Meanwhile, in a completely different part of the head between my shoulders, some brain cells started having opinions. And a lot of them. And discussing the topic of politics back and forth.

And, suddenly, I was knee-deep into student union politics while studying games design. And felt like both parts benefited for the other. I believe I now know why.

Ask yourself, what is politics, really? Some likely say “a bunch of people who know and do nothing but talk”. Others may say “Game of Thrones, but less action (and sex scenes)”. I guess they’d both be right. But, really, isn’t politics about acting on a core belief and, together with like-minded people, draw or adapt the rules that governs society? I would say it is, and I’ll build the rest of this reasoning upon this premise.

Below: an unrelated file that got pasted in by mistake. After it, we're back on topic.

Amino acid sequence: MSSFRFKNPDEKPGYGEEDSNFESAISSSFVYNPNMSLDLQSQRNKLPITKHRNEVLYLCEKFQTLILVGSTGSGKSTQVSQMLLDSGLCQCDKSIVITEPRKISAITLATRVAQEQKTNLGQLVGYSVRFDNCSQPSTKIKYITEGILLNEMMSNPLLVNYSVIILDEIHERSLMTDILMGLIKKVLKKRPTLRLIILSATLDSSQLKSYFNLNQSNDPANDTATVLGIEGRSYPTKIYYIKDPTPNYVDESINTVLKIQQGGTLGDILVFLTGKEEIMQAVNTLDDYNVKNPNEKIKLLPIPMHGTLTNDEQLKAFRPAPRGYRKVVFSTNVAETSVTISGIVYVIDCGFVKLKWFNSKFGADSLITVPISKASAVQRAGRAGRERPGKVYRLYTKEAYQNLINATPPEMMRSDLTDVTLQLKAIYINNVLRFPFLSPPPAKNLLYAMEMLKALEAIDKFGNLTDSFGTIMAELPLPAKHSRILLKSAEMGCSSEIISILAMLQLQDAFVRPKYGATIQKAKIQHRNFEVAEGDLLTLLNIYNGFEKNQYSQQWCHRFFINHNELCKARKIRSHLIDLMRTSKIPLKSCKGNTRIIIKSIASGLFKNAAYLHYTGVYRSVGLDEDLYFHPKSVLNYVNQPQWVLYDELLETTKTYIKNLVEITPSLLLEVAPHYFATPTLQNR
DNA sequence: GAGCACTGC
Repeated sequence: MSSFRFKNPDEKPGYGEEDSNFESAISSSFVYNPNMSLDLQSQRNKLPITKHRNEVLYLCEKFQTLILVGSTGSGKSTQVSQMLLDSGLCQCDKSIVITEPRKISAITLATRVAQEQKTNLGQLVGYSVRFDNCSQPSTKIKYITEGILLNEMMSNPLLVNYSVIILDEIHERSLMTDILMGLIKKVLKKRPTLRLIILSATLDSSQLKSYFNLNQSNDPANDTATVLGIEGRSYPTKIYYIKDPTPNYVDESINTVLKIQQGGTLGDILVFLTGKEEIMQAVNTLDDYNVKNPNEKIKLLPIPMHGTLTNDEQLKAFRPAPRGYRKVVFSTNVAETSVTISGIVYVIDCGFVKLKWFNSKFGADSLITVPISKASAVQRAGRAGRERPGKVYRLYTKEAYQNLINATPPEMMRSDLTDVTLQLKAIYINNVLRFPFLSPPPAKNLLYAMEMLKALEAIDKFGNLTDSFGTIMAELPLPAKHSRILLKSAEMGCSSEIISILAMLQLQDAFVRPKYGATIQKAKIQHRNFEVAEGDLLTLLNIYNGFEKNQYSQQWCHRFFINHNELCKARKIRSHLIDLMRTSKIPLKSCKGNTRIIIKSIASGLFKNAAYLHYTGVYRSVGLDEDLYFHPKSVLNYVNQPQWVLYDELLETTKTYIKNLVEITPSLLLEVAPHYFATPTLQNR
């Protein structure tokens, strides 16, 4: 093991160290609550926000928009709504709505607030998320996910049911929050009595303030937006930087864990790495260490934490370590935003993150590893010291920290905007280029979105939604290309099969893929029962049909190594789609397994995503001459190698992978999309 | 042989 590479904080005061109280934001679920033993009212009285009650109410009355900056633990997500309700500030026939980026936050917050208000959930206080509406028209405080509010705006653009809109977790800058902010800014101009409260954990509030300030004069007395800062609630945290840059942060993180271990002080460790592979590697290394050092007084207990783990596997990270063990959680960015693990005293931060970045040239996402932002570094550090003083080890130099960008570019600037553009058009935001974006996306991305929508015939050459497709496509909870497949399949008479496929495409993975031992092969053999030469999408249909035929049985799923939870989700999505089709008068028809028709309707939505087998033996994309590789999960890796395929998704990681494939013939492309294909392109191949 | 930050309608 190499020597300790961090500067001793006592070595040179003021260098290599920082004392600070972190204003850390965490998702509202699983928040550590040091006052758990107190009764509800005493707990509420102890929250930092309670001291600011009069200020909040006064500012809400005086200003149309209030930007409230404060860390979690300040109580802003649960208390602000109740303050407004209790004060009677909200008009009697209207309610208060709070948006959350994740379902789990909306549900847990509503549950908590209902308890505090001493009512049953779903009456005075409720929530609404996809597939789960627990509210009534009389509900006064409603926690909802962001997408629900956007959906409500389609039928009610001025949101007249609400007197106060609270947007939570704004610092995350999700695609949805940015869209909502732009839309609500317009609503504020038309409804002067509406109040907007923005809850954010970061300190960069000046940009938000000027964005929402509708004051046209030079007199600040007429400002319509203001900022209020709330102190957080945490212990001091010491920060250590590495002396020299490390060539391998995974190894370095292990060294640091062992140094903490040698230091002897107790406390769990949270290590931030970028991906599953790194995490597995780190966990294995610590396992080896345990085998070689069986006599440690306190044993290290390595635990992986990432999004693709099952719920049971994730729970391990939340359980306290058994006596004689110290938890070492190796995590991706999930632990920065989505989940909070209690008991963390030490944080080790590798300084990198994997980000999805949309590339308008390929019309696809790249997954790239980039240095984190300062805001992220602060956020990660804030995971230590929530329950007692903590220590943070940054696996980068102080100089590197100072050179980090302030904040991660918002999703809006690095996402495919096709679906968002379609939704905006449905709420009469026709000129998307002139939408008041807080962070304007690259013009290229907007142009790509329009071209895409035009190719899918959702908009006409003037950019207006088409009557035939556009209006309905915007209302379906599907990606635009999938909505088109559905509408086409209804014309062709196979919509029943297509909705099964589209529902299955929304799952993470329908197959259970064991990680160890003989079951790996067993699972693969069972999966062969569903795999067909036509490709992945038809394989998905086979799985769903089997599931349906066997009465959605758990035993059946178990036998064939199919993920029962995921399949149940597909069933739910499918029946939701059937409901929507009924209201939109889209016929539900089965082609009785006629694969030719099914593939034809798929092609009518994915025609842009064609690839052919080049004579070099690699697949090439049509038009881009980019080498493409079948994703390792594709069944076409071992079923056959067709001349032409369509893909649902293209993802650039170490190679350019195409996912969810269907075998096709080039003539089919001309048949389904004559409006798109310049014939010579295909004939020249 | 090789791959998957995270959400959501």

Now ask yourself what game design is. This usually has as many answers as there are self-proclaimed designers. Some focus on the artistic and the creative, comparing the task to that of how a film director uses all channels of stimuli movies bring to send a message. Others focus on the technical side, saying it’s to mathematically construct the a logical rule-set that creates a system. I’m going for a premise somewhere in between these, saying game design is to mathematically construct a rule-set and use all channels of stimuli to create a system that send a message.

Do you see a similarity here? Maybe all I’ve done is imply it, so let’s make it more explicit.